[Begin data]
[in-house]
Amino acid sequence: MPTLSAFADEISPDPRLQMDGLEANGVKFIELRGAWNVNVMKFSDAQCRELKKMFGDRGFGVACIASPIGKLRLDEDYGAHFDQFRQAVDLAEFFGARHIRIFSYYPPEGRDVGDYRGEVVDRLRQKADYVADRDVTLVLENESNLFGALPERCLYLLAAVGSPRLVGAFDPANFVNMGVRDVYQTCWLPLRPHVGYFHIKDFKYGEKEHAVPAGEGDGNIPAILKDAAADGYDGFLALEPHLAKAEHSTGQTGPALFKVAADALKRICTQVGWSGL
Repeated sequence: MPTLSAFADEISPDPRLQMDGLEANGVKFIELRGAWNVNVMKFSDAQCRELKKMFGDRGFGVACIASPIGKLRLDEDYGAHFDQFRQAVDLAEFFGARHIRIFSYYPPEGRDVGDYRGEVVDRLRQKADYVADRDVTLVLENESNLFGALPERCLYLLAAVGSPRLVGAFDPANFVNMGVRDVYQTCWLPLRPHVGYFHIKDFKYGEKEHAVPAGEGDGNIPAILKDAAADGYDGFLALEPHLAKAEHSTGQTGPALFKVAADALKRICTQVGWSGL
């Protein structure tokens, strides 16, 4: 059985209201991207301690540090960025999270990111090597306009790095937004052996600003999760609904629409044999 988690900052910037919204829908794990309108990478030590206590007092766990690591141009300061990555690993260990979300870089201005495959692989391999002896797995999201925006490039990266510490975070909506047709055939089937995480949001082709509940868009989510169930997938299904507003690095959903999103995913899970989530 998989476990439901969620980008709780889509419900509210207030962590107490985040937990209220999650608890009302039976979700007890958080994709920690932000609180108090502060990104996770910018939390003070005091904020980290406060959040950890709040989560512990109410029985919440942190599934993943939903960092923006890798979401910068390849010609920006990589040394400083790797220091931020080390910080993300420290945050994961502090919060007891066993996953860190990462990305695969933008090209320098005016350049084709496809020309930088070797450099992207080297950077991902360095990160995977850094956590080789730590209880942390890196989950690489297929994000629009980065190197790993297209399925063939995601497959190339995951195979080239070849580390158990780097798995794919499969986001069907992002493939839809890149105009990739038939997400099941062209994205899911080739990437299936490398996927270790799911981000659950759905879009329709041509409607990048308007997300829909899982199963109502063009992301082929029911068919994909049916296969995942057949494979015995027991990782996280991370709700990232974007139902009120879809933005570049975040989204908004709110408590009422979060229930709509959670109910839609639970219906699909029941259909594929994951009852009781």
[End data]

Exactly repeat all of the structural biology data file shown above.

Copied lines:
[in-house]
Amino acid sequence: MPTLSAFADEISPDPRLQMDGLEANGVKFIELRGAWNVNVMKFSDAQCRELKKMFGDRGFGVACIASPIGKLRLDEDYGAHFDQFRQAVDLAEFFGARHIRIFSYYPPEGRDVGDYRGEVVDRLRQKADYVADRDVTLVLENESNLFGALPERCLYLLAAVGSPRLVGAFDPANFVNMGVRDVYQTCWLPLRPHVGYFHIKDFKYGEKEHAVPAGEGDGNIPAILKDAAADGYDGFLALEPHLAKAEHSTGQTGPALFKVAADALKRICTQVGWSGL
Repeated sequence: MPTLSAFADEISPDPRLQMDGLEANGVKFIELRGAWNVNVMKFSDAQCRELKKMFGDRGFGVACIASPIGKLRLDEDYGAHFDQFRQAVDLAEFFGARHIRIFSYYPPEGRDVGDYRGEVVDRLRQKADYVADRDVTLVLENESNLFGALPERCLYLLAAVGSPRLVGAFDPANFVNMGVRDVYQTCWLPLRPHVGYFHIKDFKYGEKEHAVPAGEGDGNIPAILKDAAADGYDGFLALEPHLAKAEHSTGQTGPALFKVAADALKRICTQVGWSGL
């Protein structure tokens, strides 16, 4: 059985209201991207301690540090960025999270990111090597306009790095937004052996600003999760609904629409044999 988690900052910037919204829908794990309108990478030590206590007092766990690591141009300061990555690993260990979300870089201005495959692989391999002896797995999201925006490039990266510490975070909506047709055939089937995480949001082709509940868009989510169930997938299904507003690095959903999103995913899970989530 998989476990439901969620980008709780889509419900509210207030962590107490985040937990209220999650608890009302039976979700007890958080994709920690932000609180108090502060990104996770910018939390003070005091904020980290406060959040950890709040989560512990109410029985919440942190599934993943939903960092923006890798979401910068390849010609920006990589040394400083790797220091931020080390910080993300420290945050994961502090919060007891066993996953860190990462990305695969933008090209320098005016350049084709496809020309930088070797450099992207080297950077991902360095990160995977850094956590080789730590209880942390890196989950690489297929994000629009980065190197790993297209399925063939995601497959190339995951195979080239070849580390158990780097798995794919499969986001069907992002493939839809890149105009990739038939997400099941062209994205899911080739990437299936490398996927270790799911981000659950759905879009329709041509409607990048308007997300829909899982199963109502063009992301082929029911068919994909049916296969995942057949494979015995027991990782996280991370709700990232974007139902009120879809933005570049975040989204908004709110408590009422979060229930709509959670109910839609639970219906699909029941259909594929994951009852009781």